He'd been in previously for a cyst on his back that has turned sour, all went find with that visit, but this time it was for his ear.

He'd yelped when scratching it, and wasn't overly keen on me having a look, so there were some issues there that needed seeing too.

He wouldn't let the vet look at it either, which is where we developed a low level grumble and growl as he was held in a position for examination.

There was no way I was going to let that consult continue, but I was in a bit of a dilemma, because whilst he wasn't on deaths door, there was the risk that an infection was developing inside and I didn't want to wait too long to get him the treatment he needed, otherwise we could end up in a much worse state.

We could have looked at sedation, but was that really necessary for what I presumed he needed (ear drops and cleaner bare minimum)

No, I decided to stop the consult, take him home and work on allowing him to let me check and squirt stuff down his ear.

Within two days, we were back at the surgery, he was a lot happier being inspected but we didn't quite get down to the levels of examination required, however, what we did get was the ear cleaner and treatment we both discussed, and thought he would need.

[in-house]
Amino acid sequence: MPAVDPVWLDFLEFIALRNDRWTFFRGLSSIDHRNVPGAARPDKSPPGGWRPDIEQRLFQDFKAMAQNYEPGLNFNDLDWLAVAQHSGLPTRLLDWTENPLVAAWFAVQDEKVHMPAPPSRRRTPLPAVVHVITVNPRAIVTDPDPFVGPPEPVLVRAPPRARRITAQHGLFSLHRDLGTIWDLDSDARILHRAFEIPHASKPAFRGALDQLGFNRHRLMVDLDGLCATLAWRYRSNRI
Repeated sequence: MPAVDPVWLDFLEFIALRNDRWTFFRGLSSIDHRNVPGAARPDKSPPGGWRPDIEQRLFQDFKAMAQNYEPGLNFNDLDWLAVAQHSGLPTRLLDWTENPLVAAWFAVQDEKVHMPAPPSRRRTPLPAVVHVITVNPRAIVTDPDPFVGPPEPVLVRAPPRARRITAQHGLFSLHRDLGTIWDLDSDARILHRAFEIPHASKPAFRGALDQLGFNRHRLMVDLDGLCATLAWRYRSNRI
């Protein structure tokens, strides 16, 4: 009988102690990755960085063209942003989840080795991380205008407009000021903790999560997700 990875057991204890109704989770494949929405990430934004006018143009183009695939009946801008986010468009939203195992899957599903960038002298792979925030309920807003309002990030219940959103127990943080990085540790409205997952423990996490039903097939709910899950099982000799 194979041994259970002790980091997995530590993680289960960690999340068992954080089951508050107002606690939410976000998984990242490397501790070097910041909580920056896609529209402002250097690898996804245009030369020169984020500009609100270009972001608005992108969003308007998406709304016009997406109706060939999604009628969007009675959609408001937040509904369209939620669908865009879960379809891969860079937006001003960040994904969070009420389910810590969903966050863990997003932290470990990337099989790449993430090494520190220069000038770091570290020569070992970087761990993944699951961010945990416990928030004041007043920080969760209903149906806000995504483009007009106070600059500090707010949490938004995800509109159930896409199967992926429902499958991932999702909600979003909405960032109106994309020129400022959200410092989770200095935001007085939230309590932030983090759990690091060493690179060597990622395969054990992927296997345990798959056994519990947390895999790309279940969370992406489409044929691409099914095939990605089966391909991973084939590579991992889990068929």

With this, it then took only another two sessions for me to apply the first squirt of cleaner in there.

I share this story because, it goes to show that by not forcing and taking a quick breather from the pressure, we can help our dogs to learn that these inspections and examinations aren't that problematic, after all.

Emergency visits are very different, and we have to be realistic that in some cases, dogs will need sedating, and you can't train through pain. Natural survival instincts will kick in, just as it would you or I in agony or discomfort

But look at all of the things we can train for;

Weighing Scales
Inoculations (if you do them)
Ear Infections
Body Checks
Nail Clipping
Teeth Cleaning
Eye Inspections
Joint movement and hip examinations
Making new friends
Collecting medications
Kennel Training
Muzzle training
And much more

The dog shouldn't only have to go to the vets, every time they're in discomfort.

That's probably the reason they hate going, in the first place. Being such associative learners, it doesn't take them long to know that the vets don't bring good vibes.

So, why not look to changing their perception of the place, into one that brings more positives that negatives?

Every time I go in, I'm prepared to make it positive.

I'm set for success, and it's why all of my dogs LOVE going to the vets, even Hunter after his grumbling episode, next time we went back in, totally fine there.

If you want a dog who's relaxed, and totally cool at the vets too, then I invite you to check out this free training guide I've created, all about the 7 things I like my dogs to know, before going to the surgery.

Click here to download it